My short and sweet definition is that keywords are the building blocks of the internet. They make up everything you search for or engage with on the web.
“Keywords are ideas and topics that define what your content is about. In terms of (search engine optimization or) SEO, they’re the words and phrases that searchers enter into search engines, also called “search queries.” If you boil everything on your page — all the images, video, copy, etc. — down to simple words and phrases, those are your primary keywords.
As a website owner and content creator, you want the keywords on your page to be relevant to what people are searching for so they have a better chance of finding your content among the results.” Moz
Do you need to be an expert?
In short, no. You just need to understand your own organization and the services you offer.
Let’s say we own a business that makes organic skincare products. Think about all the words that make up our products and services, not in sentences, just simple words. Like a stream of consciousness, just write them down. (Cheat – go to your website, pick out the most important words.) Here’s my attempt: skincare, organic, botanical, dry skin, all natural, sensitive skin, lotion, soap, moisturizer, wholesale, retail, private label, aromatherapy, ingredients, essential oils, spa, treatments. I could keep going but I think you understand.
Popular vs. Niche
There’s a very important concept to understand and that’s the difference between long tail and short tail keywords. You may not recognize that phrase, I’d be surprised if you did. It explains the visual on a graph of keyword popularity and competition.
The y axis is showing the number of searches, search volume, competition (all of these words apply.) The x axis is showing the number of keywords. Singular keywords are broad, generic and vague. Most of the keywords I thought of easily for my organic skincare company are singular. Now because the search volume on these words are very high, the competition to rank in search for those words is extraordinary. If you sell books, you know that Amazon ranks much higher than you do in search. They dominate all competition.
The x axis is all about complexity and conversion. The amount of keywords matter because it’s about clearly defined intent meaning the people using those phrases are more likely to convert to customers. The more keywords you add (also called a keyword phrase), the fewer people will be using it. But those people know exactly what they want. My skincare company may struggle to compete in search with just the word “skincare” but by using “organic skincare for babies”, my company is much more likely to come up in search and be found by the person ready to buy.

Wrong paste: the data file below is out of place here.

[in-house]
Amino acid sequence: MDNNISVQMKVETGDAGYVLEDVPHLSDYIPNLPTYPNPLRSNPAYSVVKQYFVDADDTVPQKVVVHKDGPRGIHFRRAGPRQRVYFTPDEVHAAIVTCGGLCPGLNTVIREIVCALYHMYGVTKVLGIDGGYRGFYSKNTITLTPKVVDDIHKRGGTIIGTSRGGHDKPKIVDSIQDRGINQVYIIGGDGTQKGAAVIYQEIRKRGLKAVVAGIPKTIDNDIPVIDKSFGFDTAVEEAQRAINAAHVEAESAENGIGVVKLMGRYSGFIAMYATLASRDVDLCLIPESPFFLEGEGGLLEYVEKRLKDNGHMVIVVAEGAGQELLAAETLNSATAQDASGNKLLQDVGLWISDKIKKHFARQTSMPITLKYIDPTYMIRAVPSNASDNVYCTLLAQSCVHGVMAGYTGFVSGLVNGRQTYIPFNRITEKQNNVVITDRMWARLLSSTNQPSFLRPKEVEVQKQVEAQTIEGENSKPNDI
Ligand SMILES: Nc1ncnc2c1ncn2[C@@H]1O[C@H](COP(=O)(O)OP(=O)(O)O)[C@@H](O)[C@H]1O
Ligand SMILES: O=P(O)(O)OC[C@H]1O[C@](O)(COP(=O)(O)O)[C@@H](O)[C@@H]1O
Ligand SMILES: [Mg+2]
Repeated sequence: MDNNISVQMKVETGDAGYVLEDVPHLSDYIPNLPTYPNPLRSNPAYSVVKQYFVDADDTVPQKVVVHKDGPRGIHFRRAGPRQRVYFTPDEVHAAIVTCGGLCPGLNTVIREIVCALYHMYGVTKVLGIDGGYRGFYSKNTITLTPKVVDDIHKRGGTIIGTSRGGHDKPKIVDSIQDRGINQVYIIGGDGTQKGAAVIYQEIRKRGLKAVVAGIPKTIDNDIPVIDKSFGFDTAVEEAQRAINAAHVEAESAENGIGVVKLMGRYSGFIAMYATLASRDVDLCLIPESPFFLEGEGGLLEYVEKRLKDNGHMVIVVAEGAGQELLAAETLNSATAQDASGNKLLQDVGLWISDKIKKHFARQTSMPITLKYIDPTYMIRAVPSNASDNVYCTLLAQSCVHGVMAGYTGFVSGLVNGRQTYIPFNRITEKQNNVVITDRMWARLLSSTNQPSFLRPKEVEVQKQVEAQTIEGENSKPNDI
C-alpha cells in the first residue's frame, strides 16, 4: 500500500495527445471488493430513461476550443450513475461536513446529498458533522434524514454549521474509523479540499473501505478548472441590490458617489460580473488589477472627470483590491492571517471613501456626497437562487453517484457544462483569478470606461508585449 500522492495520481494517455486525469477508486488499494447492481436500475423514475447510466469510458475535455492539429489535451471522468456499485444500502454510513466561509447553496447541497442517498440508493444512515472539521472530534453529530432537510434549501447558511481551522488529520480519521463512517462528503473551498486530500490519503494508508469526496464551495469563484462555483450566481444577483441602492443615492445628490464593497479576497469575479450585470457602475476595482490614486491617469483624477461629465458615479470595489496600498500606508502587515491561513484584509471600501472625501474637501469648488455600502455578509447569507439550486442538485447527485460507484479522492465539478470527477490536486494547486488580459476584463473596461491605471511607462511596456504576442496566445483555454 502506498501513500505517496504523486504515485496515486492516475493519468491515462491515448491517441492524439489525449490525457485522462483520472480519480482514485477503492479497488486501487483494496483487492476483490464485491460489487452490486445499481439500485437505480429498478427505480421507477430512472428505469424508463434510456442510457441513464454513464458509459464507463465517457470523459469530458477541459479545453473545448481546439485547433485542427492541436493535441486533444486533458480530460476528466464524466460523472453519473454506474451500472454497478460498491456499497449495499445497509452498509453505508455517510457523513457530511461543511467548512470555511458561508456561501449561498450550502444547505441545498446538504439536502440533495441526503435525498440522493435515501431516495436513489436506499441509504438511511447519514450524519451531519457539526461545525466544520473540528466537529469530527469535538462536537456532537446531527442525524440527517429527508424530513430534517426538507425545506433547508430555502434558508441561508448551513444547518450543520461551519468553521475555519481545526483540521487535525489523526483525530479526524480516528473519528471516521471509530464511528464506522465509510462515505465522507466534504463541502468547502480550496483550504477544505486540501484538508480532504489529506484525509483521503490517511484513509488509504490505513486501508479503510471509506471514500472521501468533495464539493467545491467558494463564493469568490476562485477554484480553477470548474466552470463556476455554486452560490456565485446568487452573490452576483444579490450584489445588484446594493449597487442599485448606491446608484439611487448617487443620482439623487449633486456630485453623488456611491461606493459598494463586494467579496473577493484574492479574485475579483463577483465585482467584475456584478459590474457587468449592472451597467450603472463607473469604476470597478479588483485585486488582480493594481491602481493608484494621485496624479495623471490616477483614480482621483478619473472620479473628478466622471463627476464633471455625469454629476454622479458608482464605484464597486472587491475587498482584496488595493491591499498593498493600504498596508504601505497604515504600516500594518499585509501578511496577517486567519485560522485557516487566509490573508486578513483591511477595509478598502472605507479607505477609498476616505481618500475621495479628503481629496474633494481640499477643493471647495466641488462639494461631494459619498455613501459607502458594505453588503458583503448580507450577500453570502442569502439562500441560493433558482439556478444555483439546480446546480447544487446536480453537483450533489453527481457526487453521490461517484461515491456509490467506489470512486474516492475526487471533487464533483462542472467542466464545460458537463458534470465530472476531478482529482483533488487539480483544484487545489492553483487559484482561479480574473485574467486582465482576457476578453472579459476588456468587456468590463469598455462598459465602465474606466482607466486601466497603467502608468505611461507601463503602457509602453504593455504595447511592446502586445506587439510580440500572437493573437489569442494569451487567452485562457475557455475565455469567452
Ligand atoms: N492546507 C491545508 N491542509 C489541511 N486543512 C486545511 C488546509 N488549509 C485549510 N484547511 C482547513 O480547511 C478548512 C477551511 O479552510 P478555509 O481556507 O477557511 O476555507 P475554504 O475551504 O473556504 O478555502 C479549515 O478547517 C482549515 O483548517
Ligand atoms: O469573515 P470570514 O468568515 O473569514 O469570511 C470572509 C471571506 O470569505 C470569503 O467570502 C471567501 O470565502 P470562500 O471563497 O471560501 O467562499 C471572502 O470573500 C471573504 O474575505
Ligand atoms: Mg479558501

The high competition at the top of the graph is very close to the y axis, it’s short. The complexity of low competition keywords looks like a long tail out at the right side on the x axis. Short tail = high competition. Long tail = low competition.
So I should just be using Short Tail?
You’ll want to use a combination of both types. Get yourself out there with the big boys. If you don’t try, you definitely won’t succeed. But you need to be found in both. Our skincare company is using a combination of short & long with: skincare, organic, botanical, as well as “organic skincare for babies” “botanical skincare treatments”. Search engines will reward you for both.
How do I find out which keywords to use?
I recommend making that easy short tail list and bringing it over to a keyword search tool to learn about traffic and get suggestions for further use. The easiest one is the predictive search you’ll find in Google.
More keyword search tools
- Google Keyword Planning Tool (you’ll need to have a Google Ads account)
- Ubersuggest by Neil Patel
- Keyword Tool Dominator
- SEMRush (paid)
- KWFinder (paid)
- SpyFu (paid)
- Answer the Public (visual tool, less about competition)
Where do I use keywords?
The short answer is anywhere you write. If you want search engines to find your website or other digital assets, you have to describe who you are using those keywords. Using them on your website, in social media bios, social media posts, advertising, and metadata.
I’ve described this concept before but it’s important so I’ll repeat. Metadata is information that describes a piece of content. It’s important because most search engines use metadata to help determine the value of content when adding pages to their search index. In simpler terms, this information is what Google uses to decide where (and how high up) to show your stuff in search.
In the case of an image, the metadata can include: file name, size, when the image was created, what kind of camera was used, etc. In the case of a document it could be file name, author, origination date, how long the document is, a summary of the information, and more.
You’ll have a list of short tail keywords and you’ve performed research on long tail keywords. Keep a list on hand and make sure you are using keywords in all the necessary locations. Don’t go crazy (that’s called keyword stuffing) be natural, consistent, but strategic.